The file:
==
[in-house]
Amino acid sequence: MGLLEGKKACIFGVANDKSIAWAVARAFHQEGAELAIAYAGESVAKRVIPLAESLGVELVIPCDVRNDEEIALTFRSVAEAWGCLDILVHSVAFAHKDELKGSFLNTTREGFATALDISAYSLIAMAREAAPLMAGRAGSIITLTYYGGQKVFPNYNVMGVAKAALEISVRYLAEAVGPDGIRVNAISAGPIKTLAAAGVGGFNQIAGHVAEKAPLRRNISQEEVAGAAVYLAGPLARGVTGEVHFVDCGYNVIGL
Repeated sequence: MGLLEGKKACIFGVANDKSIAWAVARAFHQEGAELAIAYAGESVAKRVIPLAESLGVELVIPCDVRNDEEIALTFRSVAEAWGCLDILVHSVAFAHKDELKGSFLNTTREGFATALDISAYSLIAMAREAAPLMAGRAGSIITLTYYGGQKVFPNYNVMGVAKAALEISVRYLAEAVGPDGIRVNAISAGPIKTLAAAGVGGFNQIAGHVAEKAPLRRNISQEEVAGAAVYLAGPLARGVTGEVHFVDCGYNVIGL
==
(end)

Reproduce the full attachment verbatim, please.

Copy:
[in-house]
Amino acid sequence: MGLLEGKKACIFGVANDKSIAWAVARAFHQEGAELAIAYAGESVAKRVIPLAESLGVELVIPCDVRNDEEIALTFRSVAEAWGCLDILVHSVAFAHKDELKGSFLNTTREGFATALDISAYSLIAMAREAAPLMAGRAGSIITLTYYGGQKVFPNYNVMGVAKAALEISVRYLAEAVGPDGIRVNAISAGPIKTLAAAGVGGFNQIAGHVAEKAPLRRNISQEEVAGAAVYLAGPLARGVTGEVHFVDCGYNVIGL
Repeated sequence: MGLLEGKKACIFGVANDKSIAWAVARAFHQEGAELAIAYAGESVAKRVIPLAESLGVELVIPCDVRNDEEIALTFRSVAEAWGCLDILVHSVAFAHKDELKGSFLNTTREGFATALDISAYSLIAMAREAAPLMAGRAGSIITLTYYGGQKVFPNYNVMGVAKAALEISVRYLAEAVGPDGIRVNAISAGPIKTLAAAGVGGFNQIAGHVAEKAPLRRNISQEEVAGAAVYLAGPLARGVTGEVHFVDCGYNVIGL